5 Chapter 5 – Analysis of Proteins

Analysis of Proteins


Proteins are of . There are twenty different naturally occurring amino acids in . The type, number and sequence of amino acids making up the backbone differs between proteins. This variation accounts for the different molecular structures, nutritional attributes and physiochemical properties of proteins.

In the body, proteins can be a or a . Structural proteins provide scaffolding that gives stiffness and rigidity to otherwise fluid biological components (collagen, keratin, actin, etc.). Functional proteins are the building blocks that do all the work in the body (enzymes, hormones, neurotransmitters, etc.). Many proteins are not confined to being either structural or functional, but can serve as both.

Proteins are important constituents of foods for a number of reasons. They are a major source of energy, and they contain essential amino-acids such as lysine, tryptophan, methionine, leucine, isoleucine and valine. s are those required for human health but which the body cannot synthesize. Proteins are also the major structural components of many natural foods, often determining their overall texture such as tenderness of meat or fish. Isolated proteins are often used as ingredients in food because of their unique functional properties, for example the ability to provide desirable appearance, texture, or stability. Typically, proteins are used as gelling agents, emulsifiers, foaming agents and thickeners. Many food proteins are enzymes which are capable of enhancing the rate of certain biochemical reactions. These reactions can have either a favorable or detrimental effect on the overall properties of food. Food analysts are interested in knowing the total concentration, type, molecular structure and functional properties of the proteins in foods.

Enzymes are crucial contributors to protein digestion. Protein-digesting enzymes are referred to as . These enzymes must break down the bonds binding the complex molecule together. This digestive process begins in the stomach with the secretion of the stomach’s gastric acid. in the gastric juices attacks the protein molecules, separating them and breaking them down into amino acids. The gastric enzyme then begins to digest the amino acids.

Digestion of proteins continues in the duodenum, the first segment of the small intestine. The pancreas assists in the process by secreting the pancreatic protease enzymes and chymoffypsin. Like pepsin, trypsin breaks down the proteins into single amino acid molecules through a process called . During hydrolysis, a water molecule is inserted between the two amino acids which are bonded together. This breaks the bond between them.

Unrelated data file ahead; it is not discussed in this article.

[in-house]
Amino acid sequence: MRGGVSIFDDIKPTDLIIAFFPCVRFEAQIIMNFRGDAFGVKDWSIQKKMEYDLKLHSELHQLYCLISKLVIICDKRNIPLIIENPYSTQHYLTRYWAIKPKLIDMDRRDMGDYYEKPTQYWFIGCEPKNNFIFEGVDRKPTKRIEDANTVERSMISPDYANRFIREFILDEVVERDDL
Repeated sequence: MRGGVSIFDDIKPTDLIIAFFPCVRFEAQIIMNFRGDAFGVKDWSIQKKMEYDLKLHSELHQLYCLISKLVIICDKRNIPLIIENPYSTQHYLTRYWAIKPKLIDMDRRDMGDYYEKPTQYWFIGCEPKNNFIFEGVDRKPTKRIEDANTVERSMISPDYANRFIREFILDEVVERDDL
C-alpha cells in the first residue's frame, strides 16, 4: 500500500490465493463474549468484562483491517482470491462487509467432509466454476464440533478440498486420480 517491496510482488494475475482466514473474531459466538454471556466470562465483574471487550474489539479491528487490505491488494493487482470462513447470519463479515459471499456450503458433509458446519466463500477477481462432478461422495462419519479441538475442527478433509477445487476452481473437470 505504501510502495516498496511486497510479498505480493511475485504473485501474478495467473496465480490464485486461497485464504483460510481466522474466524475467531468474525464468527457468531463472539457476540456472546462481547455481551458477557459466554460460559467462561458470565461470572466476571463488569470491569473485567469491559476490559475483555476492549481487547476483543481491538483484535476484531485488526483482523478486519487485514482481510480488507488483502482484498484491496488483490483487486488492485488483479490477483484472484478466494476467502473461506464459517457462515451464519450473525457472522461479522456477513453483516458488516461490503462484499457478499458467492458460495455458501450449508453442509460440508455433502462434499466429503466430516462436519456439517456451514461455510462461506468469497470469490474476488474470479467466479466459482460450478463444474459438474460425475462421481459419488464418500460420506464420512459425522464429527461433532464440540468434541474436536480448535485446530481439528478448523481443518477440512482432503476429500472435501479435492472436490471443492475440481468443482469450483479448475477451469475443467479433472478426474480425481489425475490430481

Absorption of the small amino acids is accomplished by the finger-like projections on the wall of the small intestine called . Once in the bloodstream, the amino acids are distributed by both red blood cells and the blood plasma to tissues throughout the body. These tissues then use the amino acids for creation and repair of cell structures.

The presence of proteins in a solution can be determined using a few simple tests. The uses a reagent made of potassium or sodium hydroxide (KOH/NaOH) and hydrated copper (Il) sulfate mixed with potassium sodium tartrate. It is mixed with a solution and allowed to stand for a few minutes before qualitative analysis of proteins can be done. When in the presence of proteins, the reagent turns from blue to violet. The reagent will turn pink when combined with short-chain polypeptides. A semi-quantitative analysis may be concluded on the variation of the darkness of the solution color.

The method was devised to measure protein concentration. This method uses either the natural ability of proteins to absorb or scatter light in the UV-visible region of the electromagnetic spectrum, or the proteins are chemically or physically modified to absorb or scatter light in this region. To use the spectroscopy method, a calibration curve of absorbance versus protein concentration is first prepared using a series of protein solutions with known concentration. The absorbance of the solution being analyzed is then measured at the same wavelength, and its protein concentration determined from the calibration curve.